Abortion foes assessed $1.21 million in damages

May 10, 1994|By Lyle Denniston | Lyle Denniston,Washington Bureau of The Sun

WASHINGTON -- A jury in Houston raised significantly the financial risks for abortion foes who seek to shut down clinics by tacking an extra $1.01 million in damages yesterday onto an initial verdict last week of $204,585.

The combined award of $1.21 million is the largest jury verdict ever against clinic blockaders in the wars that rage in courtrooms after angry, sometimes violent confrontations on sidewalks outside abortion facilities.

The case was stirred by attempts to close 10 abortion clinics in the Houston area, a campaign that started just before the Republican National Convention in that city in 1992, and continued up to the time of trial. One clinic was attacked with acid even as jury deliberations in the case began late last month.

Operation Rescue and Rescue America, the two militant anti-abortion groups that were at the center of the case in Houston, vowed to appeal the verdict. "It's a vindictive and hateful verdict," said Richard Schmude, the Houston attorney who defended the abortion foes.

Judy Reiner, a spokeswoman for the Houston clinic that won the damages, Planned Parenthood of Southeast Texas, said the $1 million-plus in added, or "punitive," damages sends "a very clear message that people who engage in this conduct will be held accountable."

The Texas case has been monitored closely by both sides in the abortion controversy, as a symbolic and practical test of the legal consequences of clinic blockades. The case was pursued by 10 clinics and eight doctors in the Houston area. Most of them were represented at the trial by Kathy Patrick, a Houston lawyer.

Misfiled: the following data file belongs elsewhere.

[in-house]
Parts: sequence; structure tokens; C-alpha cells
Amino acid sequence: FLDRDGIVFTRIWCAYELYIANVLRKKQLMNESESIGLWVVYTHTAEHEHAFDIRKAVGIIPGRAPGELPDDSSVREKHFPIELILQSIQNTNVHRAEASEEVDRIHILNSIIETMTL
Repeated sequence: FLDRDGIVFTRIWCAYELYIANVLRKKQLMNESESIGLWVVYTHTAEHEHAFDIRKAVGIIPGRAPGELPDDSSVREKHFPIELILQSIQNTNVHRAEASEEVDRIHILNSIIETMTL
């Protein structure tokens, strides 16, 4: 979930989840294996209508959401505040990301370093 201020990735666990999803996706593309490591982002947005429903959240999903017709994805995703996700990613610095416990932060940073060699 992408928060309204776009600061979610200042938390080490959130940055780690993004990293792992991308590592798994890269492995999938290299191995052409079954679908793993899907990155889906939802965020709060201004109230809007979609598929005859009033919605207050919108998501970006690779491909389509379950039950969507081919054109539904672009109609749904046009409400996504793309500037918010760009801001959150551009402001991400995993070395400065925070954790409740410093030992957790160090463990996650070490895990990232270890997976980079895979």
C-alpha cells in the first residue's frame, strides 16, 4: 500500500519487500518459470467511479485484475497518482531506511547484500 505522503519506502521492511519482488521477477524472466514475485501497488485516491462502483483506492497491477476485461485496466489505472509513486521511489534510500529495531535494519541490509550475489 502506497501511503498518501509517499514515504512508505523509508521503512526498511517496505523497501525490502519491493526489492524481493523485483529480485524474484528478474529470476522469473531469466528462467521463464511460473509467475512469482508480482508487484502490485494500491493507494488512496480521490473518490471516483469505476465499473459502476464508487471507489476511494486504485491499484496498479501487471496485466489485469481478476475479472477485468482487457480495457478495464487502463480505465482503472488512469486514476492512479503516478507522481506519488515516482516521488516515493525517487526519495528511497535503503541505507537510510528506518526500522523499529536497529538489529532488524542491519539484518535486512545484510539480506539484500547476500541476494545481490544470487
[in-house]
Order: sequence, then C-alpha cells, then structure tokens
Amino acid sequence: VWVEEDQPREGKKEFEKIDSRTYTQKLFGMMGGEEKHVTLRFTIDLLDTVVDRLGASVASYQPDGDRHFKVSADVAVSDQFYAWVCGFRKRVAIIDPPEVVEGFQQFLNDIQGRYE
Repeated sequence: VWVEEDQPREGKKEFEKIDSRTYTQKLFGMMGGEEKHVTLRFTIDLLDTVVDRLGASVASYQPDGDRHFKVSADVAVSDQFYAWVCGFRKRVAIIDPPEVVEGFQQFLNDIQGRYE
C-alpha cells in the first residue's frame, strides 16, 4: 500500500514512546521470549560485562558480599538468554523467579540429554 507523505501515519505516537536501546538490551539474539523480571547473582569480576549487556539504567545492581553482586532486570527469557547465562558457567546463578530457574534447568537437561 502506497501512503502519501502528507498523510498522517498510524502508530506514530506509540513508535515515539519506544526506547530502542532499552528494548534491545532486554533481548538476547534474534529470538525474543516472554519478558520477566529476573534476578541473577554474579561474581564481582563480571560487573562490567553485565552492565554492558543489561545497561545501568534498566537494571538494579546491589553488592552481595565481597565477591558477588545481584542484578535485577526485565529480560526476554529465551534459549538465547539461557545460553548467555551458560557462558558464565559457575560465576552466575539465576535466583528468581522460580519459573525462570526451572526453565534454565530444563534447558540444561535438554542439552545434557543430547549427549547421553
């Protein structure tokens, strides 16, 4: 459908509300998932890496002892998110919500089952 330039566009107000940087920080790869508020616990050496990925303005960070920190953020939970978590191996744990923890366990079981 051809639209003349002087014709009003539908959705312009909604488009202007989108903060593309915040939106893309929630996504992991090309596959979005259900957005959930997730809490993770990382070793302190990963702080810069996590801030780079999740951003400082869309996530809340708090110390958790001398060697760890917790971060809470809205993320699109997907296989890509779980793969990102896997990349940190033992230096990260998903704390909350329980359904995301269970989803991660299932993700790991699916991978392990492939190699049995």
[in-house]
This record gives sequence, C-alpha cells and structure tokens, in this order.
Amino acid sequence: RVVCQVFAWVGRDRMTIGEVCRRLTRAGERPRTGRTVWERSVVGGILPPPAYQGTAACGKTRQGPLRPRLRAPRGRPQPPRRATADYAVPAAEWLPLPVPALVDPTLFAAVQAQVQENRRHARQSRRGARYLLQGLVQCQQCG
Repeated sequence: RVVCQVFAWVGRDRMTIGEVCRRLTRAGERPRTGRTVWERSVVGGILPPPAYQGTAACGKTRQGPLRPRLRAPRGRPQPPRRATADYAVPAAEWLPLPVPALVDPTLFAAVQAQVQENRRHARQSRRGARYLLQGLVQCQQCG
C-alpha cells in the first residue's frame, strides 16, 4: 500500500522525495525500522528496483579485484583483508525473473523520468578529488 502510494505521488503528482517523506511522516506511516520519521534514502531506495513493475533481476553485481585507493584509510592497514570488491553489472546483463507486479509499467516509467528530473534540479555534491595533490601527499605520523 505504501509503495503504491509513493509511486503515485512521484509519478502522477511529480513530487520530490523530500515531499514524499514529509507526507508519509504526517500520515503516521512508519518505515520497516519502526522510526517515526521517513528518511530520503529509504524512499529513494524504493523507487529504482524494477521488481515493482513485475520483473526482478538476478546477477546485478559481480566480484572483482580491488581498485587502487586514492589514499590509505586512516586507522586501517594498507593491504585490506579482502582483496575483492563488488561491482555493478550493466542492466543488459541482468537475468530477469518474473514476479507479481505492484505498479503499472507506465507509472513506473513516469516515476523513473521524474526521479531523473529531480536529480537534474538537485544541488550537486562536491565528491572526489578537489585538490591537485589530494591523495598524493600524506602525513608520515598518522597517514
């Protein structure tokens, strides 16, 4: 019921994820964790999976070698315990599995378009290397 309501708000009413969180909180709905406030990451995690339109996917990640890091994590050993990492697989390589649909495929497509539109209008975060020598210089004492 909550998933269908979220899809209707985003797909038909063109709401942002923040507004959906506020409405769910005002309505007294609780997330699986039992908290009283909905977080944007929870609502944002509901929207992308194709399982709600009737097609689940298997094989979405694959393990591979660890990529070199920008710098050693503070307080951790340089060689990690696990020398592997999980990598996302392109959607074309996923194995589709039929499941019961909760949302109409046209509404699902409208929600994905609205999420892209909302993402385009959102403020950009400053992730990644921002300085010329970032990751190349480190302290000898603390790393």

The case was based solely on state law: claims of disruption of the clinics' business, invasion of privacy, and conspiracies to commit those violations.

Clinics in recent years have begun to use federal law, too, to try to punish the anti-clinic campaigns. In January, the Supreme Court allowed clinics to use a tough federal anti-racketeering law against blockaders.

After a seven-week trial and a week of initial deliberations, the Houston jury on Friday awarded the Planned Parenthood clinic $204,585 to cover its actual costs for security precautions it took when the blockades began. That clinic was the only one in the case to ask for money damages.

The initial "compensatory damages" verdict was against Operation Rescue; its former leader, the Rev. Kenneth Tucci; Rescue America, and its Houston leader, Don Treshman.

Then, after two more days of discussions, the jury yesterday decided to add the $1.01 million in punitive damages. Punitive damages are intended to punish wrongdoers for unusually harmful behavior, and to make an example of them to others.

Although the Houston verdict's size set a record, it was not the first time a jury had awarded a clinic damages because of blockades. A Philadelphia jury in 1987 awarded a clinic there $44,748 in actual damages and $48,000 in punitive damages against 24 individuals who had entered and damaged that clinic.

Operation Rescue has faced tens of thousands of dollars in fines, usually assessed by courts for violating orders against blockading. In recent years, however, Operation Rescue and other abortion foes have succeeded in limiting or nullifying court orders that seek to protect clinics from peaceful demonstrators.

The Supreme Court is weighing a Florida case that may determine how far the First Amendment's protection of free speech extends to sidewalk protesters outside clinics.

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